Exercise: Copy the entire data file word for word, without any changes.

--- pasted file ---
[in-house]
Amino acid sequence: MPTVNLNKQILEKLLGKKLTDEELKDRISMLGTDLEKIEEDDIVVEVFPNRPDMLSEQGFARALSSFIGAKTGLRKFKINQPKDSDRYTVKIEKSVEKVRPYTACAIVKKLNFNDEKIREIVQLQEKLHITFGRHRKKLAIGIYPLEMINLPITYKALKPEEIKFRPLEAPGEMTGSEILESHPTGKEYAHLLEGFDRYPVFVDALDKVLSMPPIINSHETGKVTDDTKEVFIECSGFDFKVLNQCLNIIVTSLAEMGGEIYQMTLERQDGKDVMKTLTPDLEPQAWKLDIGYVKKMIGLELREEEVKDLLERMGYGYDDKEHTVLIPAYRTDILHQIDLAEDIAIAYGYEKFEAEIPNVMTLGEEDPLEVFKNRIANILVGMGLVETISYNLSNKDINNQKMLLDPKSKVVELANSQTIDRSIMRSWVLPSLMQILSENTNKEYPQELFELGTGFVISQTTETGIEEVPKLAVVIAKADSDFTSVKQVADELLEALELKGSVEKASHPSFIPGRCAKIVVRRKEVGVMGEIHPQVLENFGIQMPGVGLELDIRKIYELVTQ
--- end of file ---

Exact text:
[in-house]
Amino acid sequence: MPTVNLNKQILEKLLGKKLTDEELKDRISMLGTDLEKIEEDDIVVEVFPNRPDMLSEQGFARALSSFIGAKTGLRKFKINQPKDSDRYTVKIEKSVEKVRPYTACAIVKKLNFNDEKIREIVQLQEKLHITFGRHRKKLAIGIYPLEMINLPITYKALKPEEIKFRPLEAPGEMTGSEILESHPTGKEYAHLLEGFDRYPVFVDALDKVLSMPPIINSHETGKVTDDTKEVFIECSGFDFKVLNQCLNIIVTSLAEMGGEIYQMTLERQDGKDVMKTLTPDLEPQAWKLDIGYVKKMIGLELREEEVKDLLERMGYGYDDKEHTVLIPAYRTDILHQIDLAEDIAIAYGYEKFEAEIPNVMTLGEEDPLEVFKNRIANILVGMGLVETISYNLSNKDINNQKMLLDPKSKVVELANSQTIDRSIMRSWVLPSLMQILSENTNKEYPQELFELGTGFVISQTTETGIEEVPKLAVVIAKADSDFTSVKQVADELLEALELKGSVEKASHPSFIPGRCAKIVVRRKEVGVMGEIHPQVLENFGIQMPGVGLELDIRKIYELVTQ